Etymologically the word Ocreatus refers to the white feathers on the legs of this hummingbird, and the epithet underwoodii was coined in honor of the naturalist C. F. Underwood.
Small black-billed hummingbird, short (13mm) and straight. The male is about 12 cm long and is easily recognizable by its long tail of approximately 8 cm that ends in the shape of a racket. The body is mainly bright green, with an iridescent green throat and breast. In addition to its tail, there is also abundant white down on its legs.
The female is quite different, with a relatively long and forked tail but without the male’s snowshoes. Its back is green, it has a white point behind the eye (also the male), a coppery forehead and white abdomen and chest with green points. It also has white tibial feathers that despite being smaller are evident.
The female may resemble the female Rufous-vented Whitetip (Urosticte ruficrissa) and the Purple-bibbed Whitetip (Urosticte benjamini), but she has prominent white tibial feathers, she is smaller and has a shorter bill. Due to the pattern of the tail, the male of this species can be confused with the male Silfos (Aglaiocercus Kingi and Aglaiocercus coelestis), however the latter are larger and their tail does not have a racket ending.
Six subspecies are recognized, at least three of them present in Colombia. O.u. wnderwodii of the Eastern Cordillera, O. u. discifer, from Northeast Colombia and Northwest Venezuela, O.u. ambiguous of the Central and Western Cordillera.
It is distributed from Venezuela, through Colombia, Ecuador and Peru to Bolivia. In Colombia it is present in the three mountain ranges of the Andes with a wide altitudinal distribution that ranges from 850 to 3100m above sea level. However, it is most common between 1500 and 2500m high. It is also found in the Serranía de la Macarena and the Serranía de Perijá.
This species lives in humid, very humid and rain forests. It can be found both in primary forest and in secondary growth vegetation and forest clearings where it uses all the vegetation strata.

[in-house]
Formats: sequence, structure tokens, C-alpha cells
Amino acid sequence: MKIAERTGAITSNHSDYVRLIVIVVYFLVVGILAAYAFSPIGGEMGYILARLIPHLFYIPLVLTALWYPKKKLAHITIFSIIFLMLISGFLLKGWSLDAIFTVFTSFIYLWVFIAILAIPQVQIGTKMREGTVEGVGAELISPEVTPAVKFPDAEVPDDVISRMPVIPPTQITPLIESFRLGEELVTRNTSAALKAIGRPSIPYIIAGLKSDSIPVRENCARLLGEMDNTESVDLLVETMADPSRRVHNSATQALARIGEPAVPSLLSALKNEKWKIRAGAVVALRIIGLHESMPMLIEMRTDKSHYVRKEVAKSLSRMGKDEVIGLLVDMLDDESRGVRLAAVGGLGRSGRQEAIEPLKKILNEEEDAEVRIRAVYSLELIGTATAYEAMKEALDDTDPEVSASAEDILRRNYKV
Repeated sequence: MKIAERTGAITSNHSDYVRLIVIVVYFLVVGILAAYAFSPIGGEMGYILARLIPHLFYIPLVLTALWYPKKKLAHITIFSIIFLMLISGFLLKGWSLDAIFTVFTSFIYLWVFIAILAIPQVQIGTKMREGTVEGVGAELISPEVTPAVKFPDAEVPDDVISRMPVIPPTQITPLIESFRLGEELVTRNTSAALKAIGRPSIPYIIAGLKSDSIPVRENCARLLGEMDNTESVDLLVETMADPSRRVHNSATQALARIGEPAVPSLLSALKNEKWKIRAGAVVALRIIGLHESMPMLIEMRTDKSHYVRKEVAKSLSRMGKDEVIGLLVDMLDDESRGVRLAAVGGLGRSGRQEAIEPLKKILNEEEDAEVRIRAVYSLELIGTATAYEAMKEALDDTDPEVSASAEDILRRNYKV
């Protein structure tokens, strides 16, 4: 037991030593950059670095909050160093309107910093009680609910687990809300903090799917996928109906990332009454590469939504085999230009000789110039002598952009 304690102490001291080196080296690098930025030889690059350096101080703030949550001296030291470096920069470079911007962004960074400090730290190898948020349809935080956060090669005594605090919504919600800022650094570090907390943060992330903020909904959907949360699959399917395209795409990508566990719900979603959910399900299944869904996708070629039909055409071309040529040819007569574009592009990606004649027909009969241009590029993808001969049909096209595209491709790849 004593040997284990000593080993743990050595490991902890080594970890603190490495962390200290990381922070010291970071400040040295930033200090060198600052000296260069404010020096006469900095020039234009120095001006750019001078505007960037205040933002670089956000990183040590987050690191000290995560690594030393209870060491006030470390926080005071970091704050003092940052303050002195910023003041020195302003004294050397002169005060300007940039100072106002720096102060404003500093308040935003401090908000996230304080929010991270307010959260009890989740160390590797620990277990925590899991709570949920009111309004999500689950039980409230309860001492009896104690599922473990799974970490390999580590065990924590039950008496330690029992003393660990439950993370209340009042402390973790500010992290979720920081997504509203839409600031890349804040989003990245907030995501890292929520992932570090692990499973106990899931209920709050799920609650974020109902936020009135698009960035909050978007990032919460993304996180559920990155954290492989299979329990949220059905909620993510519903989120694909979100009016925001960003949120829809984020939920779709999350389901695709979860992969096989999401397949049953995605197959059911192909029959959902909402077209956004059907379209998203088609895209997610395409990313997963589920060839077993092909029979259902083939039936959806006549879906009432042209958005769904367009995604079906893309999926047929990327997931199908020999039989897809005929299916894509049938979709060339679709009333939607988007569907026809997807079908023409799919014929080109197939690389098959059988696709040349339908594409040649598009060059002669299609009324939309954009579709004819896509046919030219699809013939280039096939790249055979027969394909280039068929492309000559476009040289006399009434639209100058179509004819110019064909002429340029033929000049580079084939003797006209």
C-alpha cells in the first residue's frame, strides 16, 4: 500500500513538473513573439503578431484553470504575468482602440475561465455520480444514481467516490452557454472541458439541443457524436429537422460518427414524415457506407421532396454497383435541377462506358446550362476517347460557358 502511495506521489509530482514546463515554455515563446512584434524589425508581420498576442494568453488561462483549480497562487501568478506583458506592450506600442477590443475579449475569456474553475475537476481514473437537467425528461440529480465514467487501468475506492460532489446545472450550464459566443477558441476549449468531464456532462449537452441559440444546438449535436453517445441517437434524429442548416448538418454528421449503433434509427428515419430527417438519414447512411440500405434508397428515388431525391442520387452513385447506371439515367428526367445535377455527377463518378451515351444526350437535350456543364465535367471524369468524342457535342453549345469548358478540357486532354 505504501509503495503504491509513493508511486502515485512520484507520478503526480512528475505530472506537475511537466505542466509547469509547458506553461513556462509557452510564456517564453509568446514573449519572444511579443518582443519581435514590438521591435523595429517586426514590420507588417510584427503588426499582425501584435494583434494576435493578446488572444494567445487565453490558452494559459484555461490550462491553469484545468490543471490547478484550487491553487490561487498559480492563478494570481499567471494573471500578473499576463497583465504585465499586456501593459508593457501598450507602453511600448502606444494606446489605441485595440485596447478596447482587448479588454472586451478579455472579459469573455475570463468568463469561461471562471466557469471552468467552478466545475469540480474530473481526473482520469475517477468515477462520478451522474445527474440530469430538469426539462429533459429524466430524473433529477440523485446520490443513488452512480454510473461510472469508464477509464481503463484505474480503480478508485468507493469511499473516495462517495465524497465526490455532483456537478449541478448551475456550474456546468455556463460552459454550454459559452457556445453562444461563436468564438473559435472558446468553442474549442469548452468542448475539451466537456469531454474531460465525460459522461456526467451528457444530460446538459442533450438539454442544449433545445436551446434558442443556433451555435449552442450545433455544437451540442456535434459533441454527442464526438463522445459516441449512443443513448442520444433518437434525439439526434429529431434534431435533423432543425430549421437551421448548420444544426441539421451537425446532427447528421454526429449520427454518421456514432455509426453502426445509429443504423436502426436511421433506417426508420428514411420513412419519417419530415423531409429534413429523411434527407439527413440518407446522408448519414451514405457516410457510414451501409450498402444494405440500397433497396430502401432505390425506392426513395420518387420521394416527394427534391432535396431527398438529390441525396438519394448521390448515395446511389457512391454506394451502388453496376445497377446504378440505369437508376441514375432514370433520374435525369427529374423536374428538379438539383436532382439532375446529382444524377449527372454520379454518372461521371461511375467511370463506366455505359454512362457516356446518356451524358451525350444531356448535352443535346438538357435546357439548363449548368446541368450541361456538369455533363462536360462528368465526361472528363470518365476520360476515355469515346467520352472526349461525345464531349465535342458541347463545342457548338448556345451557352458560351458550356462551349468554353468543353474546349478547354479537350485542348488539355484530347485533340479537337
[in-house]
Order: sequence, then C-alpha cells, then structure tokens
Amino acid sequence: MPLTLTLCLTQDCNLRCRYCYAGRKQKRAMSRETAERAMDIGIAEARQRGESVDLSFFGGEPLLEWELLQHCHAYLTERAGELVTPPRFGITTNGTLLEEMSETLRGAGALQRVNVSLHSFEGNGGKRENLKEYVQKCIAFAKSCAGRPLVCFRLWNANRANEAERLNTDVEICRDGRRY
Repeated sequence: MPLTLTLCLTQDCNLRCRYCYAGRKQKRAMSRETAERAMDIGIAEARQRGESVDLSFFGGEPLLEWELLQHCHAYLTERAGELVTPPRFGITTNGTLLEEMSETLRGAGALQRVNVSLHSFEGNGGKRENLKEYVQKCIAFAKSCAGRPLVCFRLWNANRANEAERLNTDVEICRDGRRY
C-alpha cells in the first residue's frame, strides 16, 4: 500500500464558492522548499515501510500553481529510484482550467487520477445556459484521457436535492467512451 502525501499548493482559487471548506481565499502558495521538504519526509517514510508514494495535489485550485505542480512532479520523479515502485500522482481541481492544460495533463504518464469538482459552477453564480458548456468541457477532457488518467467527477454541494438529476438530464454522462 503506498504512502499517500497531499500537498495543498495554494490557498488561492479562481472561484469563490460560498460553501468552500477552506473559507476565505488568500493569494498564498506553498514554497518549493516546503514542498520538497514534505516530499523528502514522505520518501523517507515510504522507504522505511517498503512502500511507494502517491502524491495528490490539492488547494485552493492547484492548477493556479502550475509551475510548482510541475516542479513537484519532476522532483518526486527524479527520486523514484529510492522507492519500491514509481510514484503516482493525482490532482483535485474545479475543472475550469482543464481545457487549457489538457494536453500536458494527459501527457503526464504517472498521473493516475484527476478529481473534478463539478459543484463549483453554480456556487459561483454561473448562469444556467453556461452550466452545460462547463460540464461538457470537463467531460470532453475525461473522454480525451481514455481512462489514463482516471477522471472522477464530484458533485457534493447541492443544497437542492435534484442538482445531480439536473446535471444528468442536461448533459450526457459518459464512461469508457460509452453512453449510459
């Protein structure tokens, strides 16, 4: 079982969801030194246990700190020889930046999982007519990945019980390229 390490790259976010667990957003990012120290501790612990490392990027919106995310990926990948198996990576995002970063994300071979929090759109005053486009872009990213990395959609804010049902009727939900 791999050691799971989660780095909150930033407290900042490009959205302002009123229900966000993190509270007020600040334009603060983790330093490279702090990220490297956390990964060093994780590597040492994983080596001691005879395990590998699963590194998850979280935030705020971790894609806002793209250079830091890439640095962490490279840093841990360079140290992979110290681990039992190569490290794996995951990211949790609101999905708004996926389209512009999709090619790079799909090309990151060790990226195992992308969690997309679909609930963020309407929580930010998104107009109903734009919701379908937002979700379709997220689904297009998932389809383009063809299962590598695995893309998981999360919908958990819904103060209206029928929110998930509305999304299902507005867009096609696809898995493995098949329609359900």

It feeds mainly on the nectar of short corolla flowers, such as those of some ericaceae such as Disterygma, Macleania, Cavendishia and Psammisia. Less frequently, they also include insects in their diet.
In southwestern Colombia, reproductive events have been recorded between the months of January and April, but it seems that it can reproduce throughout the year in other regions of the country. The clutch size is two eggs, which the female incubates between 16 and 18 days. The chicks are born dark with brown down on the back and remain in the nest between 19 and 22 days.
Its flight resembles that of a bee due to its noise and zigzagging. These birds hover in flight while sucking nectar from flowers or clinging to their petals while feeding. Also, it has been reported that this species can behave as a secondary nectar stealer by illegitimately accessing the nectar of Maclenia bullata (Ericaceae) flowers, through perforations in the calyx made by primary stealers. In the understory it has solitary habits, while in the canopy it forms groups with other species around flowering trees such as Inga sp. and other legumes with similar inflorescences. It makes altitudinal migrations in various regions and frequently ventures into larger hummingbird territories, from where it is aggressively displaced. The male and female are equally aggressive, with no apparent dominance of one sex over the other.
The Peruvian subspecies, annae and addae were previously considered as distinct species.
In the international arena, it is considered a kind of minor concern.